Travis is one of the most patriotic guys you’ll ever meet, and one of the toughest. His neighborhood celebrates Independence Day with gusto, and you’d assume Travis would be a big part of their barbecues, softball games, and other activities.
Actually, he dreads them. In the days leading up to the holiday, Travis struggles with anxiety and drinks more than he should. When the evening of the 4th arrives, he sits in the den with the blinds drawn and cranks up the volume on his TV. He’s not alone. Jay, who lives two streets over, often cries uncontrollably on the 4th. Mr. Milton, the friendly old guy who seems to mow his lawn every day, is nowhere to be seen. Several other guys in the neighborhood react in different ways, but none of them knows about what the others are going through. They do share something, though: they’ve all seen combat. Every one of them has proudly worn a uniform for the United States and loves his country deeply. And every one of them fears the 4th of July.
Their neighbors see fireworks streaking across the sky and bursting above, think of the Star-Spangled Banner, and pride fills their heart. Fireworks make Mr. Milton think of the tracers that streaked inches over his head on a frozen hill near Chosin. Travis thinks of the IEDs he saw and heard as his APC rolled toward Tikrit. Jay remembers his buddies who didn’t survive the Tet attacks on Khe Sanh. He still feels guilty that he’s the one who made it home.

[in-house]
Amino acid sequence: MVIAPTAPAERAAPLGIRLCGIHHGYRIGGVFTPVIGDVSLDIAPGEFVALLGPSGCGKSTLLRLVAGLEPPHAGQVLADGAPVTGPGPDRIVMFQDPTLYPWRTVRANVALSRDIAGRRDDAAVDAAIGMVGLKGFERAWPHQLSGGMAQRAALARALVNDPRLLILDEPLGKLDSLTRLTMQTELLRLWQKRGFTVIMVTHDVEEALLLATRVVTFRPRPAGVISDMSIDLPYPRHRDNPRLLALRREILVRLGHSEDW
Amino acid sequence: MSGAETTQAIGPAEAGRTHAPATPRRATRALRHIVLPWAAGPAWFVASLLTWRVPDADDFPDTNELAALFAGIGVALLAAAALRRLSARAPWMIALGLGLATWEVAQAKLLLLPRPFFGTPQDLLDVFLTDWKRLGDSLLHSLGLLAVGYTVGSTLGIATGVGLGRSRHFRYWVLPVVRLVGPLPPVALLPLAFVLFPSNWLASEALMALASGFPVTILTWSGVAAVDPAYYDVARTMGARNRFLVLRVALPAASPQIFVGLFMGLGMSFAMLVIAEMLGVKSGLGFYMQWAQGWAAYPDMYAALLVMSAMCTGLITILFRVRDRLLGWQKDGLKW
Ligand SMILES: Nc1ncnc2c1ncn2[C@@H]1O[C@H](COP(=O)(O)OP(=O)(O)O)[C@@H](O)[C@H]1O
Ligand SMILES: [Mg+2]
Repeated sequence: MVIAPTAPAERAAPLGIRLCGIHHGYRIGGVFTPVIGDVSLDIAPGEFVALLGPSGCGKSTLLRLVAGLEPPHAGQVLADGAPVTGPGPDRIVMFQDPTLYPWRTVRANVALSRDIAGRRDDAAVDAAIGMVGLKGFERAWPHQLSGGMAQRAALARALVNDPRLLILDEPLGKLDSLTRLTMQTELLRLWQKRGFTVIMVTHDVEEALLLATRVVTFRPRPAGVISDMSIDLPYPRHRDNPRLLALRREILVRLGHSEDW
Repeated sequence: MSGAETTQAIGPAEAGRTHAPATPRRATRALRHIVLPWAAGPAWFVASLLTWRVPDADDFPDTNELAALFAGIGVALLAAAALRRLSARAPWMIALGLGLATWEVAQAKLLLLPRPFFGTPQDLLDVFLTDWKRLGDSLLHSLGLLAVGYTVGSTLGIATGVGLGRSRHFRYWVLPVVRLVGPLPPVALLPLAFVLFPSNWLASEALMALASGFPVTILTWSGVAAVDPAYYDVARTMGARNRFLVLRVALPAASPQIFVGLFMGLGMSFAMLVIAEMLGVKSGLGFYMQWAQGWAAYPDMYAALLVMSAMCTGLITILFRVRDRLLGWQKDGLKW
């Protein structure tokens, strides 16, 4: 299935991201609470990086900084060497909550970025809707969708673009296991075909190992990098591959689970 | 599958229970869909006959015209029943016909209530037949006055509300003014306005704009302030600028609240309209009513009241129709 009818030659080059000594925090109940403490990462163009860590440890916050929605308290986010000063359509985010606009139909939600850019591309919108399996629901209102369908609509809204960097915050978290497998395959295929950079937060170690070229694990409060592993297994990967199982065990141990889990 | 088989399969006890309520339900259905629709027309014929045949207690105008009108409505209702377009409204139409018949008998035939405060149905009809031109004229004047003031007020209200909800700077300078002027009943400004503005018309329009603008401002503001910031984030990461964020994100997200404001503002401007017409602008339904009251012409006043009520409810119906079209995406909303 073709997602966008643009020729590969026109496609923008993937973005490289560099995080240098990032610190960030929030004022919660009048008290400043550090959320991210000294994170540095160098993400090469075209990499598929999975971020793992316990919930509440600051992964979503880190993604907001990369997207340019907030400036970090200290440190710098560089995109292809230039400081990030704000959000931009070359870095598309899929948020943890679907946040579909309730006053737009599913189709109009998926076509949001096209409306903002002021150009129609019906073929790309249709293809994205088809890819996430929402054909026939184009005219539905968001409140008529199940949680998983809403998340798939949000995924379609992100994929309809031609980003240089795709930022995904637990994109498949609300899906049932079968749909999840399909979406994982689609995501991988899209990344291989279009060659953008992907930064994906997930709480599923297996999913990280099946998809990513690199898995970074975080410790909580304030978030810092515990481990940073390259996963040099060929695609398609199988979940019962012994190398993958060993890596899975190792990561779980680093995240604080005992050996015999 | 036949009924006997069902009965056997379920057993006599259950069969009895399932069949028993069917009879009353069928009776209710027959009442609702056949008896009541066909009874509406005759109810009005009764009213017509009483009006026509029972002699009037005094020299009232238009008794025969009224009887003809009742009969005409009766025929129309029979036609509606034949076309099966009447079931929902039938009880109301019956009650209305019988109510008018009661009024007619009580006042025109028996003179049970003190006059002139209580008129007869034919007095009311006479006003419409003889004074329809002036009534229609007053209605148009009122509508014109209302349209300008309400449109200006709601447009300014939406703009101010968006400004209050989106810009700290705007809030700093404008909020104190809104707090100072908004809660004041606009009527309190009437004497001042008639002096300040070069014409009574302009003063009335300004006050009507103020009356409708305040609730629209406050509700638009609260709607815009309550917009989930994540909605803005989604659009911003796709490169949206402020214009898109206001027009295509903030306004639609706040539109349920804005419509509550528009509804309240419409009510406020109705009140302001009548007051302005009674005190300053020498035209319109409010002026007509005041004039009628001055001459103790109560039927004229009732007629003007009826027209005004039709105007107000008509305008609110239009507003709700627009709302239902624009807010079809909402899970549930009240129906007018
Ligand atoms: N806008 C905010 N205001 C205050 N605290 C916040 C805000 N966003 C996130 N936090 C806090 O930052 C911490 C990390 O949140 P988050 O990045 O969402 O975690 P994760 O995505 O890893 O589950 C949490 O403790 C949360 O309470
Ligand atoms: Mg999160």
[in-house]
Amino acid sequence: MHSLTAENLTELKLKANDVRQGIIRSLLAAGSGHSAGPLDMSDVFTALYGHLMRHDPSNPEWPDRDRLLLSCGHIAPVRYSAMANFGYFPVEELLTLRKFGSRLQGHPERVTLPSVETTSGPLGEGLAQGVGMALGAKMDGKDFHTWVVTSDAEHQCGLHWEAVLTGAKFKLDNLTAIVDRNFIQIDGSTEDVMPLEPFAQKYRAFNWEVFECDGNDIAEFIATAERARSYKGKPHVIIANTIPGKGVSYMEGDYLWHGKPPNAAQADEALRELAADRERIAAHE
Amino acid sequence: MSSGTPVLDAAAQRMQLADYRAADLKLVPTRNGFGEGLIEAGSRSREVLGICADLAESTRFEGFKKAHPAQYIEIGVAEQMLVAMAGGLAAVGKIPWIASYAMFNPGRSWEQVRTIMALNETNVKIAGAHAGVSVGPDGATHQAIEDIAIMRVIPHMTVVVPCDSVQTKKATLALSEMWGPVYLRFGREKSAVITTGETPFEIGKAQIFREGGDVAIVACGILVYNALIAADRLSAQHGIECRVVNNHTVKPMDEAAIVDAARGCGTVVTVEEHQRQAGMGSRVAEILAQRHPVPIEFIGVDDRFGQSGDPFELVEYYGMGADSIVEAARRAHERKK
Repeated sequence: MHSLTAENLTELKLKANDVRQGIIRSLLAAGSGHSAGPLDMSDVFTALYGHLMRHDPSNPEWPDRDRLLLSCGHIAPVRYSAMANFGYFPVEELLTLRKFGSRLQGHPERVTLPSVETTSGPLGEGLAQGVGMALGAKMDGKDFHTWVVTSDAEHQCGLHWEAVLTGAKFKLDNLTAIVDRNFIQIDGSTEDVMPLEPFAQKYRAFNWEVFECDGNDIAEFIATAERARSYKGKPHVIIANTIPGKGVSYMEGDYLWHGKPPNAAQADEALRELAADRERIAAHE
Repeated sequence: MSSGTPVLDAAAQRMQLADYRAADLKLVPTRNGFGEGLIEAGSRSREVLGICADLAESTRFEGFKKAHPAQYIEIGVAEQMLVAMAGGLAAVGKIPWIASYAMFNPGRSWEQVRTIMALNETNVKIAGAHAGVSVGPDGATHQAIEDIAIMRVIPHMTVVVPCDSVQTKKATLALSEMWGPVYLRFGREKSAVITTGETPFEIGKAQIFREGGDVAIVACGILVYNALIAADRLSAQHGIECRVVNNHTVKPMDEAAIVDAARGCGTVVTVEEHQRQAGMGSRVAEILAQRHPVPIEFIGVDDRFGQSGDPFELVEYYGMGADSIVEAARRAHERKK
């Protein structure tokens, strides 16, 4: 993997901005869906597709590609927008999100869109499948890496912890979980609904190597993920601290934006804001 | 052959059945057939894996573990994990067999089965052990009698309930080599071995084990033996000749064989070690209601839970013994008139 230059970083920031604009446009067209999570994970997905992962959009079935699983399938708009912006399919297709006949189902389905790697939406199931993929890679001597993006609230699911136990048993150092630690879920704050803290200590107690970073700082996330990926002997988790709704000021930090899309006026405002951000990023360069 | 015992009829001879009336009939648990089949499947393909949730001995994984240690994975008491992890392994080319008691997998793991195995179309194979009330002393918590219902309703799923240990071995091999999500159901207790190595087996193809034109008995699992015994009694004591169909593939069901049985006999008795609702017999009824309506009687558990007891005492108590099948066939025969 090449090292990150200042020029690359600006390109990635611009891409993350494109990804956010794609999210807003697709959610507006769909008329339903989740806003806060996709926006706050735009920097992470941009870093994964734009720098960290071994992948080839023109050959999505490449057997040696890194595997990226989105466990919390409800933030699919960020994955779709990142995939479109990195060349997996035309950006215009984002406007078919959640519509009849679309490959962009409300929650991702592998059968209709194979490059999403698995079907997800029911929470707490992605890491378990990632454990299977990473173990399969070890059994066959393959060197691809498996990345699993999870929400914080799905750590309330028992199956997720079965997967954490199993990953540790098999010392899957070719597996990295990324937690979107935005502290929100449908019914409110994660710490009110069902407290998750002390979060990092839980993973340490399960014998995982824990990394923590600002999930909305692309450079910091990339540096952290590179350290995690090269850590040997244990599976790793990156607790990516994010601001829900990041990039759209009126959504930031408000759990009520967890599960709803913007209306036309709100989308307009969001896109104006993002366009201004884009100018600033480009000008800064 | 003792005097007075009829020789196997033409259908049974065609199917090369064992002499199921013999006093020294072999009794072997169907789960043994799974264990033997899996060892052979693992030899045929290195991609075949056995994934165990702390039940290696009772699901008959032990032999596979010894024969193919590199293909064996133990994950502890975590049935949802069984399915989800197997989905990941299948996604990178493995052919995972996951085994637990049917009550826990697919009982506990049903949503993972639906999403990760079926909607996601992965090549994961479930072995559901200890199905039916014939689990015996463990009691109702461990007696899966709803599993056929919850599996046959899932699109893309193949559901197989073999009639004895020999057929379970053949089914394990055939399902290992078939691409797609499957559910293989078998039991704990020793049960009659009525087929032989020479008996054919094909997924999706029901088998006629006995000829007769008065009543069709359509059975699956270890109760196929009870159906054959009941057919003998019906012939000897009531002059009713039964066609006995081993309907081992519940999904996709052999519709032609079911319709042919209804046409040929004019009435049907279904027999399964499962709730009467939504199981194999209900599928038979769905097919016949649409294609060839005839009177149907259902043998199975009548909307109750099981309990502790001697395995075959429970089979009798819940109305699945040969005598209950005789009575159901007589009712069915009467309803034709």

We all try to erase the demons of our past, but they have a way of popping up when we least expect them, reminding us of times and events that terrified, shamed, or humiliated us. For my fellow vets, it may be those moments when we were convinced death was imminent or when we watched a guy we had joked with seconds earlier writhing in pain. For other people, it may be reminders of physical or sexual abuse from someone we loved, an attack by a complete stranger, a tragic accident or loss, or any number of things. We steel ourselves and try to shake it off, praying that the feelings don’t return … but they always do.
PTSD, what’s known as post-traumatic stress disorder, is well-known but often misunderstood. It affects many people who don’t realize they have it. They don’t always understand why they react the way they do to situations, or to certain sounds and smells, so they assume there’s just something wrong with them. They fight private battles with their demons or try to blot them out with alcohol and drugs, neither of which really helps.
The good news is that you don’t have to let your past define your future. There are effective ways to take control of those demons, so they’ll stop taking control of you. Therapy is never easy, but it’s better than letting things from your past interfere with happiness and fulfillment. If you or someone you love is struggling with feelings from the past, reach out to our team of professionals. We’ve helped many men and women understand what’s happening and learn practical, proven ways to move forward. There’s no need to be a prisoner of your past. Contact us today.